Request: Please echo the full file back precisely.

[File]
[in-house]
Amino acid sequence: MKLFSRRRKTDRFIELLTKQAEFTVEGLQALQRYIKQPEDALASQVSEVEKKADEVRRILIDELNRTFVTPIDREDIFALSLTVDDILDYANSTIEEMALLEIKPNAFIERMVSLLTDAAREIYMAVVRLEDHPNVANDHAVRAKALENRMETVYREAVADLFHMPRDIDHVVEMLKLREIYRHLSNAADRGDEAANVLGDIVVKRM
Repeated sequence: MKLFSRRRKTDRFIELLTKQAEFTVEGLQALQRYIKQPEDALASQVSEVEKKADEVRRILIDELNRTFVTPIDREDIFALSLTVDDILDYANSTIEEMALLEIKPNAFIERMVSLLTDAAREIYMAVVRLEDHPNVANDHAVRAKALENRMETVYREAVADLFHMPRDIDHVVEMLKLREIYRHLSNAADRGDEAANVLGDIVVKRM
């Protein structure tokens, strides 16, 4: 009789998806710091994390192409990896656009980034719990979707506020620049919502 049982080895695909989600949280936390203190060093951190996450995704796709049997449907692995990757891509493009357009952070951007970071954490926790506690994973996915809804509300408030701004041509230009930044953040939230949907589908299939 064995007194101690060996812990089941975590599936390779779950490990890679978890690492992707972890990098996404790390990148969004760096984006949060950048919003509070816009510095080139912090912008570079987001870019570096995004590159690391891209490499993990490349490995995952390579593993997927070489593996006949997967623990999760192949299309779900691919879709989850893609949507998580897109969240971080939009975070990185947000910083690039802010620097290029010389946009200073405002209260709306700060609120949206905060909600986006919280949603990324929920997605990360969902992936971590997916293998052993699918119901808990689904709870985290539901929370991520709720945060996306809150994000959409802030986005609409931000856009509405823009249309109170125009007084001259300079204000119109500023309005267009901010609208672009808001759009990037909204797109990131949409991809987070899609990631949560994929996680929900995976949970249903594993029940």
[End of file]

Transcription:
[in-house]
Amino acid sequence: MKLFSRRRKTDRFIELLTKQAEFTVEGLQALQRYIKQPEDALASQVSEVEKKADEVRRILIDELNRTFVTPIDREDIFALSLTVDDILDYANSTIEEMALLEIKPNAFIERMVSLLTDAAREIYMAVVRLEDHPNVANDHAVRAKALENRMETVYREAVADLFHMPRDIDHVVEMLKLREIYRHLSNAADRGDEAANVLGDIVVKRM
Repeated sequence: MKLFSRRRKTDRFIELLTKQAEFTVEGLQALQRYIKQPEDALASQVSEVEKKADEVRRILIDELNRTFVTPIDREDIFALSLTVDDILDYANSTIEEMALLEIKPNAFIERMVSLLTDAAREIYMAVVRLEDHPNVANDHAVRAKALENRMETVYREAVADLFHMPRDIDHVVEMLKLREIYRHLSNAADRGDEAANVLGDIVVKRM
């Protein structure tokens, strides 16, 4: 009789998806710091994390192409990896656009980034719990979707506020620049919502 049982080895695909989600949280936390203190060093951190996450995704796709049997449907692995990757891509493009357009952070951007970071954490926790506690994973996915809804509300408030701004041509230009930044953040939230949907589908299939 064995007194101690060996812990089941975590599936390779779950490990890679978890690492992707972890990098996404790390990148969004760096984006949060950048919003509070816009510095080139912090912008570079987001870019570096995004590159690391891209490499993990490349490995995952390579593993997927070489593996006949997967623990999760192949299309779900691919879709989850893609949507998580897109969240971080939009975070990185947000910083690039802010620097290029010389946009200073405002209260709306700060609120949206905060909600986006919280949603990324929920997605990360969902992936971590997916293998052993699918119901808990689904709870985290539901929370991520709720945060996306809150994000959409802030986005609409931000856009509405823009249309109170125009007084001259300079204000119109500023309005267009901010609208672009808001759009990037909204797109990131949409991809987070899609990631949560994929996680929900995976949970249903594993029940």